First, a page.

In the summer of 2000, four college friends and I grew mustaches, bought highway patrol uniforms and shot a $1.2 million budgeted independent film called Super Troopers. In January, 2001, at the Egyptian Theater in Park City, Utah, we screened the film for a packed, drunk and stoned, midnight crowd and sold the film to Fox Searchlight for $3.25 million. And we celebrated.
Fox would spend an estimated $10 million to release a film with no bankable stars in it. The film was released on 1,800 screens, and would go on to gross roughly 19 million dollars in the U.S. But the real success story for the film was DVD. Over the next few years, Super Troopers would go on to gross somewhere between 65 million -- 80 million dollars on DVD and video to become one of the most successful independent films of all time.
That was then. The film distribution business has gone through a lot of changes.
A year ago, my producer friend Jason Blum called me to his office to discuss possible movies we could make. Jason has made a name for himself producing the enormously successful low-budget horror films, Paranormal Activity (the film and its sequels) and Insidious. The films were made for modest budgets, but had big commercial hooks that allowed them to compete with studio slates. He asked if we could do something similar with a comedy. I showed him the script for The Babymakers, which is a film about a couple trying to have a baby. During the course of the film, we find out that the husband's (Paul Schneider) sperm is no good due to recent testicular trauma (Yeah, nut hits). We then find out that his sperm used to be good because he used to donate sperm when he needed extra money for his wife's (Olivia Munn) ring. When he tries to get his old sample back, he is denied. So, he and his pals stage a sperm bank heist. It's Ocean's 11... with sperm.
We made The Babymakers for a modest budget and then sold it to Millennium Entertainment. Millennium Entertainment is not a massive company with a limitless advertising budget. So, they are going to release the film using what many hope will be "the new model" of releasing for smaller films. It's called "Day and Date" releasing. And it means that the film will come out theatrically in 10 major cities and be available on iTunes for download and also Video on demand, on the same day. The theory is that we can focus our advertising budget on one release date, and let audiences watch the film however they want. Want to go on a date night with your significant other to the movies? Great. Want to smoke grass and watch it with your friends at home? Terrific. Want to download it to your iPad and watch it at the gym? Wonderful. We don't care, as long as you don't steal it.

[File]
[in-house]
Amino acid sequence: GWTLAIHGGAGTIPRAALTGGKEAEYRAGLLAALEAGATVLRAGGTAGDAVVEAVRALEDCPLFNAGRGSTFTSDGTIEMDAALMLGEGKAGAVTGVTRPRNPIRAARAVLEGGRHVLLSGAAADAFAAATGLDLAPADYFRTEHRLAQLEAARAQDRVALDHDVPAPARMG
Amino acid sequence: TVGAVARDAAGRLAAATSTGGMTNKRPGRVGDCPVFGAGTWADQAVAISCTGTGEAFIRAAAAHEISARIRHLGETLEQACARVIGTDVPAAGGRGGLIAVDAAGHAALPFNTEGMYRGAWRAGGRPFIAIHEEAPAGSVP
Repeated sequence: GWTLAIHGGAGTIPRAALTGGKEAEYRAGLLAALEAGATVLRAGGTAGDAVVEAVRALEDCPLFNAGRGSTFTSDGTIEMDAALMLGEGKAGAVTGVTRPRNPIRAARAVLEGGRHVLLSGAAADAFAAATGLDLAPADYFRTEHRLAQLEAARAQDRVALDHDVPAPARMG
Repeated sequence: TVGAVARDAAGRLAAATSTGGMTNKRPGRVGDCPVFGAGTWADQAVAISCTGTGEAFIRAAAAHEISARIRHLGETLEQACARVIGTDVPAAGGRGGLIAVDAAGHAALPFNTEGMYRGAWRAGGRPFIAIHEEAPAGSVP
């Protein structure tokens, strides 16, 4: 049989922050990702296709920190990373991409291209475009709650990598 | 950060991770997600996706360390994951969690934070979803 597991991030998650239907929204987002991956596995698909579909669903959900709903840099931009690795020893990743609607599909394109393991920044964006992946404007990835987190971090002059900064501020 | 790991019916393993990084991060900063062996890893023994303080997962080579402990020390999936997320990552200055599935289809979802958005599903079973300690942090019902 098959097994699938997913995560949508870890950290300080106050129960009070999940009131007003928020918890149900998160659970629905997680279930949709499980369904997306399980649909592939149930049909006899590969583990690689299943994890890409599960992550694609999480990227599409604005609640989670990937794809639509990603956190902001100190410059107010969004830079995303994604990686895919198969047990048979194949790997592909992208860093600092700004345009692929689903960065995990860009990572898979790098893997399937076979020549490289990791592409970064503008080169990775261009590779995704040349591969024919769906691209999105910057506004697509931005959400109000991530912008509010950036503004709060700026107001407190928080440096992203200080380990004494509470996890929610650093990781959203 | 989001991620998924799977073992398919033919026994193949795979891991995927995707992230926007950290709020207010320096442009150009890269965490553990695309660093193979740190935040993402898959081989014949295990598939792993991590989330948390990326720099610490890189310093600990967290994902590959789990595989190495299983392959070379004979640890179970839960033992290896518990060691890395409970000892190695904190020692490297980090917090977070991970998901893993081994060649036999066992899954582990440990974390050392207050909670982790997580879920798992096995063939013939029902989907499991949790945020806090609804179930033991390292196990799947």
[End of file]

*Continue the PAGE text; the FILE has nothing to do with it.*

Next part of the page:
We are in a moment of transition in the distribution business. DVD is no longer the workhouse it used to be. Blockbuster Video has cut down on its outlets. Wallmart and Best Buy still sell a lot of DVDs, but everything seems to be moving towards downloading to iPads, computers, phones and to Internet TVs. It's a sea change. I, myself, downloaded and watched The Wire, Breaking Bad, Downton Abbey, Mad Men and The Walking Dead, on my iPad, while walking on a treadmill. I never turned a TV on once. I never inserted a DVD. Viewing habits are changing.
Conventional wisdom is that to release a studio comedy wide (3,000 screens), you need to spend $20-25 million for prints and advertising. Production budgets on studio comedies range from $15 million on the low end to $100 million on the high end. These are big bets, which have made the studios more cautious about which films get green lit. Specifically, the studios have become nervous about advertising costs on smaller films, and so they are green lighting far fewer of them. But many of the greatest, funniest, most interesting films of the past decade fall within that range. Would American Beauty be made today? Maybe not. When you cut these smaller movies out, you're left with the feeling that everything Hollywood is doing is either a super hero movie or a TV remake. A new model has to emerge.
In the past, the independent world picked up the slack. There used to be lots of legitimate independent distributors: Fox Searchlight, Miramax, Lionsgate, Warner Independent, Focus Features, Paramount Vantage, Picturehouse and Fine Line.
Most of them have closed.
Of those, only Fox Searchlight, Lionsgate and The Weinstein Company still market specialized films in wide release. This has created a gap in the business, which Millennium Entertainment and some other new distributors are hoping to fill with new release models like "Day and Date" releasing.
Let's be honest. There has been a stigma around letting movies be seen on home screens on the same day as theatrical screens. Universal said they were going to do it with Tower Heist, but they backed off when challenged by the theater owners. I understand where the theater owners are coming from on big studio movies. They're worried about people skipping the theater experience.
But for smaller films, the stigma has to go. The film Margin Call, starring Kevin Spacey tried the "Day and Date" model and was financially successful. If independent films are to be able to compete, something like this is going to be the way forward.
And so into the new world of distribution we go. Will people go to the theaters to watch The Babymakers or will they download it on iTunes or On demand? Should I care? Based on the history of how most people saw Super Troopers, and based on my desire to continue to see small, interesting films, the answer has to be no.
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